Trinity has released its bi-monthly update for the first half of September, as well as two Q&A articles. The Q&As discussed routing modes and state channels, and appear to be the beginning of an ongoing series. The Trinity protocol is a universal off-chain scaling solution that uses state channel technology to create private payment channels and real-time transactions. The protocol is agnostic, and now operates on top of two blockchain platforms: NEO and Ethereum.

Bi-Monthly Report (September 1st – 15th)

With regards to NEO-based development, Trinity reported that is has: fully integrated NEO and ETH into its web wallet; made improvements to the stability and scalability of the NEO full-node wallet; made improvements to the persistent connection monitoring; and, enhanced the application program interface (API) versatility, such as with remote procedure calls (RPC). 

Trinity has also made Ethereum-based progress, which includes: improvements in the robustness of ERC-20 smart contracts, development of automated test cases and scripts, improvement of web wallet transactions, and the development and testing of the simple node deployment platform.

The first half of September also witnessed the release of the Ethereum-based Trinity State Channel Protocol on the MainNet. Trinity reports a large number of its community members were able to use the Trinity node browser, Trinity faucet, Trinity state channel’s online shopping store, Trinity state channel wallet, and other major functions on the state channel experience page.

The Trinity simple node deployment platform was designed so users can “complete web-based automation node construction with one click.” Trinity took the considerations of user preferences and security requirements, and has only launched the simple node deployment platform on the TestNet. The application period to be a tester for the platform ended on September 7th.

Trinity also announced a strategic partnership with NewEconoLabs (NEL), which NEO News Today previously covered. Through this partnership, Trinity will incorporate NEO Name Service (NNS) into its web wallet, and will work with NEL to advance the NEO game ecosystem.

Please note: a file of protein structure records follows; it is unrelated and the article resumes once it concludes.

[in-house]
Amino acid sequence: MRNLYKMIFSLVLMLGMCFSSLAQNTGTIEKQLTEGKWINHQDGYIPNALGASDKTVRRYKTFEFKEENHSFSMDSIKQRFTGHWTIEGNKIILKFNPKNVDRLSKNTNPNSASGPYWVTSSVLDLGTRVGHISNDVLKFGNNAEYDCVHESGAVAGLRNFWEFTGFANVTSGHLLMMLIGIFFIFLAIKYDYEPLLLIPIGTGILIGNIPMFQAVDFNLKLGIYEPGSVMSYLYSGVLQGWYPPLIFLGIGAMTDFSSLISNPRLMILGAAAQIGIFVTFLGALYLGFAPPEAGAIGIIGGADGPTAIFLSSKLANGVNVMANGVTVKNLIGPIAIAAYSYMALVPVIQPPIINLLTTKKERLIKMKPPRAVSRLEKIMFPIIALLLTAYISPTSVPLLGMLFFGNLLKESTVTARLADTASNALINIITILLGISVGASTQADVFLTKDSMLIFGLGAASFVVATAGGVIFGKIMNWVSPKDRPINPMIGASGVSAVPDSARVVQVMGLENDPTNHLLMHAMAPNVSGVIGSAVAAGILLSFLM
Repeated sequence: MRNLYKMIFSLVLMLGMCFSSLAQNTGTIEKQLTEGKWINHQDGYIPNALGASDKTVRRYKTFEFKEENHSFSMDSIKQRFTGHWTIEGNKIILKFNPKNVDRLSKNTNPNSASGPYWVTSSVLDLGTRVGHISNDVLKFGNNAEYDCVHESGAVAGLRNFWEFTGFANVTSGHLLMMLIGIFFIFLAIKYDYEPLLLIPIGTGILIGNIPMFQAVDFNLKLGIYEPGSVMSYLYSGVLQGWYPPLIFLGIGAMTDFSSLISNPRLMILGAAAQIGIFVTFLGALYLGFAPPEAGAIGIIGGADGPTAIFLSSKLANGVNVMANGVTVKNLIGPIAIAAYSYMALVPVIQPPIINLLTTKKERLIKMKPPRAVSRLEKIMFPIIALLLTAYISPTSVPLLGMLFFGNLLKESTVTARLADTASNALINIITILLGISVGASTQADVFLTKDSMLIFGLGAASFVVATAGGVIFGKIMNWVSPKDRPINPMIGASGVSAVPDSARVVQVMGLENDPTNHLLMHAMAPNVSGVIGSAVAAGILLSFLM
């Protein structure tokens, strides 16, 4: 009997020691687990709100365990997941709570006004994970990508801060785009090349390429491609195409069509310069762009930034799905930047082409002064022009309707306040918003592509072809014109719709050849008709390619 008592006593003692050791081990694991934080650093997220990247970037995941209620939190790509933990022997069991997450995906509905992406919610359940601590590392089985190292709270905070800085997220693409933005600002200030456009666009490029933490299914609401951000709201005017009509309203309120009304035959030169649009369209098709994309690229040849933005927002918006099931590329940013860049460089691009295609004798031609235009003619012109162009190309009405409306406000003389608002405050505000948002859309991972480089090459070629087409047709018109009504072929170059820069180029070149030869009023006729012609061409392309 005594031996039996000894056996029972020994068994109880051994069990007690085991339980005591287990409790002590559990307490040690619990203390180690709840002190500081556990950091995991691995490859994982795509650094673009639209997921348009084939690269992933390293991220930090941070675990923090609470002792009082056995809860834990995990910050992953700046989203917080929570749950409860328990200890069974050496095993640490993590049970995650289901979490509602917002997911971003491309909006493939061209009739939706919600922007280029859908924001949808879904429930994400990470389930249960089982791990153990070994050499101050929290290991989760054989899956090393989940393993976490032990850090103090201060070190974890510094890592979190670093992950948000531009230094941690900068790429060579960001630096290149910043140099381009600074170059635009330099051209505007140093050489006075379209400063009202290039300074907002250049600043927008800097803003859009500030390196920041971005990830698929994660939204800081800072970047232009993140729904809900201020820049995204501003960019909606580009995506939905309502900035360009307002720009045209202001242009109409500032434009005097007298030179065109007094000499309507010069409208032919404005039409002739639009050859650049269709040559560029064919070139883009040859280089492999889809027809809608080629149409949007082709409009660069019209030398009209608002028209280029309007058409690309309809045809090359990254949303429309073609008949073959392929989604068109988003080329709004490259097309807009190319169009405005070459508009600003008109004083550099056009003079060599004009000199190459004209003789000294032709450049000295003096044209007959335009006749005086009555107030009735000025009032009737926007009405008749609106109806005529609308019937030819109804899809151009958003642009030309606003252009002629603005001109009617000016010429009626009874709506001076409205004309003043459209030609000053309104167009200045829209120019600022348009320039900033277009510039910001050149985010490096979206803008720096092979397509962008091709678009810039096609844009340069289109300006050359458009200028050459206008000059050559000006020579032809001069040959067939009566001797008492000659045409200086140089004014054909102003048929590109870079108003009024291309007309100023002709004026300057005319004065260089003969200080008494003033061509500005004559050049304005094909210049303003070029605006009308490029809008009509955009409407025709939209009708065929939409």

To read the full article, visit the link here.

Trinity’s Question and Answer Series

Trinity has begun a Q&A series, with individual article postings, to address particular questions about technical aspects of the project. In its first two Q&A posts, the Trinity team discusses routing modes and its state channels.

Routing Modes

Trinity’s routing algorithm was developed on the basis of Graph Theory, which models the “pairwise” relationship between two objects. Graph Theory expresses the connection state of the distributed network and the visualization of a path or a connection.

Compared to other routing algorithms, Trinity’s “pre-selected mode” allows for a simple routing process from node to node. The Trinity Protocol focuses on two elements for its selection algorithm, “time between paths” and “node stress.”

Trinity stated in the near future it will release visual representations (or mapping) of its state channel connections between nodes.

State Channels

In this article, Trinity addresses the differences between generalized and payment state channels. The general differences between payment channels and universal state channels is a result of scaling. The core idea of universal and payment channels is basically the same, although the specific use of a protocol is changed to achieve scalability “while keeping the operation mode of the bottom layer as it is.”

When the “core idea” is applied to NEO and its ability to store smart contracts, Trinity’s channels don’t only function as a payment channel, but can “manifest the state of smart contracts.” Thus, Trinity’s channels are referred to as “state channels.”

Currently, as the majority of smart contracts are used for token sales (i.e. NEP-5 for NEO-based token sales), ledgers primarily deal with token payments, not specific events. This lends to the misconception that state channels solely act as payment channels.

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